Describe your creative space. Do you work at home, in public spaces, etc.?
I write at home on our second floor, my feet up on the computer table. I face windows that look out onto the neighbors’ cars and nuthatches and chickadees in Virginia pines.
What kind of materials do you use? Do you write by hand or type? What is your favorite writing utensil?
Most of my writing is done at the computer, but I often start by writing in pencil in a notebook. I have notebooks in several rooms so I can write lines down as they come to me. I use orange Sharpwriter mechanical pencils.
What is your routine for writing?
I’m usually at the computer each day for an hour or two. I stick with it until I’ve made revisions in ten of my poems. Little changes count. My goal is to keep at it.
How long have you been writing? When did you start writing?
I started writing poetry seriously in the eighties when a friend, Charles Holcombe, died of AIDS. This death helped me see that our time here is short. My husband and I both had gotten full-time jobs, so we didn’t need to do as much freelance educational writing and could turn to more soul-satisfying (though far less well-paid) writing.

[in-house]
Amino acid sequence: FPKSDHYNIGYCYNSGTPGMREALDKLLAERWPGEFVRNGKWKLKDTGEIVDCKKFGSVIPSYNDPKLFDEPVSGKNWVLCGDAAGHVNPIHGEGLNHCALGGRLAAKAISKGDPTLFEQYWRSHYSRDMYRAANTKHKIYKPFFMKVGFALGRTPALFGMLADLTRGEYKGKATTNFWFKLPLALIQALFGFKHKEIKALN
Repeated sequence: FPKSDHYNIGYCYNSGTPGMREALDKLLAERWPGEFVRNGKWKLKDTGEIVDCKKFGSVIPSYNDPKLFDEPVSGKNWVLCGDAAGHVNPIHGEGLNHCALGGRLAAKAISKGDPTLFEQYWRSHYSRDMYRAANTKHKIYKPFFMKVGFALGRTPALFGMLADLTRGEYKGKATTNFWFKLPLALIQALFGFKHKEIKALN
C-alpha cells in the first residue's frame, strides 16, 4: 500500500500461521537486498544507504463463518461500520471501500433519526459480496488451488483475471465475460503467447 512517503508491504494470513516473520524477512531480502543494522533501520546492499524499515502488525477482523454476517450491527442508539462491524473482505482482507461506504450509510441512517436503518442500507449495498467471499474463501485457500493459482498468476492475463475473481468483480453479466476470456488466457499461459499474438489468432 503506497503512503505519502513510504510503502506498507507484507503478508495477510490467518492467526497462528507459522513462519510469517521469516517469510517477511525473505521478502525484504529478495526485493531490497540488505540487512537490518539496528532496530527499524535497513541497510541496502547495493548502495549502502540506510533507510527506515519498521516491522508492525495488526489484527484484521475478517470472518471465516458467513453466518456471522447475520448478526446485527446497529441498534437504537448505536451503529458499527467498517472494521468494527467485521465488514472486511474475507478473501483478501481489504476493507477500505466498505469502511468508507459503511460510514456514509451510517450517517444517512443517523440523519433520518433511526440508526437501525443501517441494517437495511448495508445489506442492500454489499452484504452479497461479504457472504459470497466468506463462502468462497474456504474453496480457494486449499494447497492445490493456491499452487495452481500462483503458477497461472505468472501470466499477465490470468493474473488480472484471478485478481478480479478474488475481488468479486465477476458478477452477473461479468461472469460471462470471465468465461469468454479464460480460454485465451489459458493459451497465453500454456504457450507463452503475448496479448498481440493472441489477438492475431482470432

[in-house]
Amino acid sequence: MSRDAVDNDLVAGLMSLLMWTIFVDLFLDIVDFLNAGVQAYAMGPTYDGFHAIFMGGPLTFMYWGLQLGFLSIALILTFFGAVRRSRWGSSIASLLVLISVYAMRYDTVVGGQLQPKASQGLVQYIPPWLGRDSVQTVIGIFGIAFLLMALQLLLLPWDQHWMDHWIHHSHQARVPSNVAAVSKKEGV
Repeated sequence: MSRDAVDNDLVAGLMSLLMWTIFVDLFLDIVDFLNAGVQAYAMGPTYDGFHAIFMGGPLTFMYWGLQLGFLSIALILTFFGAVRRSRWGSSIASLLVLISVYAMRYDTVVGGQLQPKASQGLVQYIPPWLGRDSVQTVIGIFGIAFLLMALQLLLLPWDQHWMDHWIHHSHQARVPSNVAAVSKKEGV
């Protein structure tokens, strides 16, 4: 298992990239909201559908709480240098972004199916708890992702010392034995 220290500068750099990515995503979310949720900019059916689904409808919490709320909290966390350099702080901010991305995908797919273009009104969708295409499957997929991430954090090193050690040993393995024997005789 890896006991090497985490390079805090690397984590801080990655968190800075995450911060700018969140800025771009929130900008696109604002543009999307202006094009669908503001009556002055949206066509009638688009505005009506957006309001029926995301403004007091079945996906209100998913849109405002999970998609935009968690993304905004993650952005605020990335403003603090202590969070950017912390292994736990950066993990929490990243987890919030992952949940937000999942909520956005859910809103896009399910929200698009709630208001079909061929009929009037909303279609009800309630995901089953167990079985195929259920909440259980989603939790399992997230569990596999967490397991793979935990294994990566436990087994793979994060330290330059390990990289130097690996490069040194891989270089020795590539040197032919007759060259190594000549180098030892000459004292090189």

Who is your intended, or ideal, audience? Who do you write for?
My husband, David I. Daniels, is my first and best reader for each new poem. I’ve been in the same writing group, 34th Street Poets, since the early ‘90s, and I meet with other groups—Leap Street, Peter Murphy’s workshops, and a three-person group with Jerry Wild and Shari Berkowitz. I’m grateful to the friends I’ve made through poetry and rely on their help with my poems. On the other hand, as I’m writing, I don’t think about these people but try to follow the direction a poem seems to be heading in.
What inspires you to write? If you are blocked, what do you do?
When I want to look away from something, that’s when I need to look more carefully. If I’m not writing anything new for awhile, I stick with my revisions of older work, and I keep reading poetry until I feel like writing again. Over the last few months I’ve been reading a book a day, mostly slim volumes of poetry. This helps.
What other things do you do besides writing? Do you dance or play golf, etc.?
My husband and I enjoy cooking together, and we’re serious birders, traveling around the U.S. looking for birds. I also enjoy watching baseball and attending concerts performed by the Philadelphia Orchestra and the Chamber Orchestra of Philadelphia. I try to get out and walk regularly. These activities—and in fact almost everything I do—find their way into my poems.
What is your favorite part of the creative process?
It’s a great feeling to be able to start a new poem, but I’ve learned to enjoy revising almost as much.
What is your advice to aspiring writers?
I suggest reading a poem a day, an idea the poet Gail Mazur gave a class I took in 2005 and that I’ve been aiming to do ever since. Writing down goals for creative work is also helpful.
Check out Barbara’s work in Volume 4, Issue 1.